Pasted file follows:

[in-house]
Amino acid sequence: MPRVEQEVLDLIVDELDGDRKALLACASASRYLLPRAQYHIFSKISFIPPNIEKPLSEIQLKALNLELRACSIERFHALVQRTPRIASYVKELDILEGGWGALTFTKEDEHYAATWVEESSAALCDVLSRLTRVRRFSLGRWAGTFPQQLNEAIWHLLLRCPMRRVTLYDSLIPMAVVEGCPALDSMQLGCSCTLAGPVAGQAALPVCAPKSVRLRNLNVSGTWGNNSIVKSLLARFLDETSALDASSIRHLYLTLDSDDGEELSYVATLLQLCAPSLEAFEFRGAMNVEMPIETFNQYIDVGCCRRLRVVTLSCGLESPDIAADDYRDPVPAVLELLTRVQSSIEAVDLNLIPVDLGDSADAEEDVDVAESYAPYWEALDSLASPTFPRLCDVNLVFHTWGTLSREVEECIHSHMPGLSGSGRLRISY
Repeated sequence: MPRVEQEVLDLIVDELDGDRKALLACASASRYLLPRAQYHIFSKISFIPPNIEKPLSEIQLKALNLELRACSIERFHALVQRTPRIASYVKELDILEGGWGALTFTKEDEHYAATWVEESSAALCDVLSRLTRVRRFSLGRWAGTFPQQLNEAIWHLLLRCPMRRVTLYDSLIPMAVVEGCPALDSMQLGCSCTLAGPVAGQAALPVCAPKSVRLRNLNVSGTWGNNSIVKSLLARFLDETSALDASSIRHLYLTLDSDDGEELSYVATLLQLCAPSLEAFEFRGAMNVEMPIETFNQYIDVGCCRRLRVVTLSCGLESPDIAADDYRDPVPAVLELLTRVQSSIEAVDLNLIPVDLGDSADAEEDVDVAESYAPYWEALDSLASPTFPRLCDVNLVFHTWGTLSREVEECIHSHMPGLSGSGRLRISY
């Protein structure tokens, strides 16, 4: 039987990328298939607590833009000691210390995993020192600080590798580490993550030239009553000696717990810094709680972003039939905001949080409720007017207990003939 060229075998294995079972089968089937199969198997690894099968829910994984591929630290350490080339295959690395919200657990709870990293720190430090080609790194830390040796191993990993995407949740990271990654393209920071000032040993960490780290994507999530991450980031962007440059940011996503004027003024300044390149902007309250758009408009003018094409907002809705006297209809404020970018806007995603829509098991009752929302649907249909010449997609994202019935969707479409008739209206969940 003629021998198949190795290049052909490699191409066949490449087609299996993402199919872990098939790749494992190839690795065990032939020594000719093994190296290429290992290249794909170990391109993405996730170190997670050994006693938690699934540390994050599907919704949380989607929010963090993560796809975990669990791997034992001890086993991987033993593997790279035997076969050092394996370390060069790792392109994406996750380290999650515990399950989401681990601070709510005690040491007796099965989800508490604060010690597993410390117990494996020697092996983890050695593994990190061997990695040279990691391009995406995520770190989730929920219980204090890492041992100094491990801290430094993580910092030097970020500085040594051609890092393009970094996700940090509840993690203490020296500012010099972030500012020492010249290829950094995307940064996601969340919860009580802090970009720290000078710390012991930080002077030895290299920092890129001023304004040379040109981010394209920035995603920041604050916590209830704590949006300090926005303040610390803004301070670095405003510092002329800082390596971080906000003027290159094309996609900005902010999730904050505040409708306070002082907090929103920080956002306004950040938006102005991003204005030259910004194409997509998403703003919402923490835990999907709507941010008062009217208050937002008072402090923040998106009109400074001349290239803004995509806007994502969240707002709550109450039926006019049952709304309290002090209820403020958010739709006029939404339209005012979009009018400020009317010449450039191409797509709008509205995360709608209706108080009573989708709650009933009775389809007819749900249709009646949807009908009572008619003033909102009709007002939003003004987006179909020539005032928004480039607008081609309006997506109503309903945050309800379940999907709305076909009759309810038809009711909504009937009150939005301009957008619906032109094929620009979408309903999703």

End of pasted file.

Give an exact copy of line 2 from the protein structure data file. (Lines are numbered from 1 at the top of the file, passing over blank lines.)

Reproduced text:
Amino acid sequence: MPRVEQEVLDLIVDELDGDRKALLACASASRYLLPRAQYHIFSKISFIPPNIEKPLSEIQLKALNLELRACSIERFHALVQRTPRIASYVKELDILEGGWGALTFTKEDEHYAATWVEESSAALCDVLSRLTRVRRFSLGRWAGTFPQQLNEAIWHLLLRCPMRRVTLYDSLIPMAVVEGCPALDSMQLGCSCTLAGPVAGQAALPVCAPKSVRLRNLNVSGTWGNNSIVKSLLARFLDETSALDASSIRHLYLTLDSDDGEELSYVATLLQLCAPSLEAFEFRGAMNVEMPIETFNQYIDVGCCRRLRVVTLSCGLESPDIAADDYRDPVPAVLELLTRVQSSIEAVDLNLIPVDLGDSADAEEDVDVAESYAPYWEALDSLASPTFPRLCDVNLVFHTWGTLSREVEECIHSHMPGLSGSGRLRISY